An unfinished object on an unfinished chair.
I picked up the yarn at a little cart at the Versailles market with the intention of making myself a little cravat to go with the tweed jacket I'd coopted from the Frenchie. Though the color ended up not being not exactly what I wanted, decided anyway to continue knitting. If nothing else, it'd keep my hands occupied if my brain was too fried to let me read during the long flight home.
The guy sitting next to me on the flight back was French, wore eyeglasses like the Proclaimers did back in the day, and spent most of his time either dozing or reading the sports pages. Every now and again I'd catch him looking at my hands.
About two or three hours into the flight, I decided to break the ice. "You know, I wish I were able to sleep on the plane. I'm too keyed-up, though. You're very lucky." He looked at me blankly, so I repeated in French. He gave a half smile and told me that he was just resting his eyes and that he could only do that because he was totally whupped. Also said that he was enjoying watching my hands; they were very strong and sure-looking and I must have been knitting for a long time.
Told him that I'd been knitting since I was six (so for quite a long time) and asked him if he wanted to learn. He thanked me, but wasn't interested. Since he made his living with his hands he needed to rest them as much as possible between jobs.
"What do you do for a living if you don't mind me asking? (I was being rude, but curiosity trumped convention. Besides, he'd just complimented my hands and learned my age.)" He grinned and told me that he made saddles for a living. Horse saddles? Told him about my two equestrian friends and my Frenchie who was fascinated by sewing machines and asked him all about the saddler business. Asked him what brought him to the States and how he hurt his hands. (Work on both accounts.) He went to NY every few months to work his behind off at an atelier there that was associated with his company (Hermes? Hadn't the nerve to ask that), and the last time there, he overdid it. He wasn't as young as he used to be and he had to be very careful now.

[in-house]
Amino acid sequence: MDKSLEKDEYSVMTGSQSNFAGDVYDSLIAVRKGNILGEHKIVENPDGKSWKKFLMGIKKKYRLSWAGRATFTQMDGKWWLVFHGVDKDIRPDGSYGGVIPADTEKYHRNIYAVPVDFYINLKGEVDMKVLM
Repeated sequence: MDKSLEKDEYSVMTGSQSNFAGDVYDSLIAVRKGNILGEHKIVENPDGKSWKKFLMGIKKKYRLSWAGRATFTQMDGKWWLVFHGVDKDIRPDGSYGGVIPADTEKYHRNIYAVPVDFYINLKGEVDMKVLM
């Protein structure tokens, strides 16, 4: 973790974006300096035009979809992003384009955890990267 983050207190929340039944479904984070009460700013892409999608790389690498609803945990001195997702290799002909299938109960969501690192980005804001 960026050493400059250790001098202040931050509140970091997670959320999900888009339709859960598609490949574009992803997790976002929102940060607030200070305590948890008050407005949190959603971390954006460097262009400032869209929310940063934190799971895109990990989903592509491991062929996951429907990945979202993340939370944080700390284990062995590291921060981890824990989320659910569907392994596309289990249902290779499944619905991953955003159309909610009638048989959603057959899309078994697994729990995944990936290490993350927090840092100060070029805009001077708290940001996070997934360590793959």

I asked him if he would like some reiki. He didn't know what that was, but figured that it couldn't hurt, so why not. Asked him if he minded my touching him. He didn't, so I took put my hands on his and kept them there for a bit.
That really got the conversation flowing. I learned that he was married and that, though he liked going to NY, he hated leaving his wife behind. Though he lived in Paris, he originally came from the Midi (this I could tell, as he had a very strong Mediterranean accent). In the summer, he was hoping to get his wife out there for a month or so, and afterwards he wanted to take her to New England. She apparently loved history and was dying to see the birthplace of my country. His wife also knew how to knit and he loved watching her hands, too. Especially when she was working on something complicated.
He asked me how I liked Paris, how my Frenchie and I dealt with the distances, and what I did in Boston. I told him that, though it bummed me out to have to return to the States, at least I had enough chocolate to last me. (How much? Oh, 6-7 kg. Enough for gifts and to tide me over till I got to see my friend again. He thought this an absolute hoot.)
When the plane landed, we collected our stuff and shook hands. "Take care of your hands," I said to him. He told me to do the same. "I hope you make it to Boston with Mme." He assured me that they would...and Vermont, and New hampshire. I told him not to forget Maine. He made a note of that.
I should have been really forward and asked for his address as I think this actually belongs to him.